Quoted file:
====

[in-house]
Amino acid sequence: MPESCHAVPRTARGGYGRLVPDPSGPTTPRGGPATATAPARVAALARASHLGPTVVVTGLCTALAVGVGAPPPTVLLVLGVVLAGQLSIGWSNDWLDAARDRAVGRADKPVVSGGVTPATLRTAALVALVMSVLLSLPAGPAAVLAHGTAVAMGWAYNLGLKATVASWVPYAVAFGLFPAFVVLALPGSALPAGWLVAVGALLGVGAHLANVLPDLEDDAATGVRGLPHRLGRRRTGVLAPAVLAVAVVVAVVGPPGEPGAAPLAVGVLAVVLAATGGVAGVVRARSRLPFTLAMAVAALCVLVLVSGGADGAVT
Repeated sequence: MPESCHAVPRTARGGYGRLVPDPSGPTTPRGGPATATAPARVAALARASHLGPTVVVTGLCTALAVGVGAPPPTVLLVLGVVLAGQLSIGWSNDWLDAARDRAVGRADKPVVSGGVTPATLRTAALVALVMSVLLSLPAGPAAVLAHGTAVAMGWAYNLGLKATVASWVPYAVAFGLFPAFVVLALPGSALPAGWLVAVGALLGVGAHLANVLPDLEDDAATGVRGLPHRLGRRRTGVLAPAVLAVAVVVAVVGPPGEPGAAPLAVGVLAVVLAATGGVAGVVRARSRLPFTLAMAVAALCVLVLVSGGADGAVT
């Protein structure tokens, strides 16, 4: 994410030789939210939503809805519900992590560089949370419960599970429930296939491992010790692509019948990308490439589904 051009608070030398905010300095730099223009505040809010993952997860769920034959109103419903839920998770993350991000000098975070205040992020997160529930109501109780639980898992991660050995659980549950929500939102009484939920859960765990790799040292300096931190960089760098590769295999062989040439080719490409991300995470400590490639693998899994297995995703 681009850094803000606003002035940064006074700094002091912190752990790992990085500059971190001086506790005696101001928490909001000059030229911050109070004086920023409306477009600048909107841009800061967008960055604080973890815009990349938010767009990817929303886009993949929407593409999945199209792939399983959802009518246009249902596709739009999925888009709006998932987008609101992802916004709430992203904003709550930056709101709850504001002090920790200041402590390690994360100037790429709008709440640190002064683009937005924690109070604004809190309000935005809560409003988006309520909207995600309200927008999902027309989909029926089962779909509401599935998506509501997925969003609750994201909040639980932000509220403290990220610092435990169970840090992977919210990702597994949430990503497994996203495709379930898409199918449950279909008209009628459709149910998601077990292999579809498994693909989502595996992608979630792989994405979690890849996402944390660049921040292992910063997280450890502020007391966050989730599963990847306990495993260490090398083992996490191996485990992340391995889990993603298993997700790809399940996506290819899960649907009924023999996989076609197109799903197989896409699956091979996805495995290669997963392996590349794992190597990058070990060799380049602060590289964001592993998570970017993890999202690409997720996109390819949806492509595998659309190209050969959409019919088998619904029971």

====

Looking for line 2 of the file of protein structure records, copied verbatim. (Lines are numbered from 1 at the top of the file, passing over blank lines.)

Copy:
Amino acid sequence: MPESCHAVPRTARGGYGRLVPDPSGPTTPRGGPATATAPARVAALARASHLGPTVVVTGLCTALAVGVGAPPPTVLLVLGVVLAGQLSIGWSNDWLDAARDRAVGRADKPVVSGGVTPATLRTAALVALVMSVLLSLPAGPAAVLAHGTAVAMGWAYNLGLKATVASWVPYAVAFGLFPAFVVLALPGSALPAGWLVAVGALLGVGAHLANVLPDLEDDAATGVRGLPHRLGRRRTGVLAPAVLAVAVVVAVVGPPGEPGAAPLAVGVLAVVLAATGGVAGVVRARSRLPFTLAMAVAALCVLVLVSGGADGAVT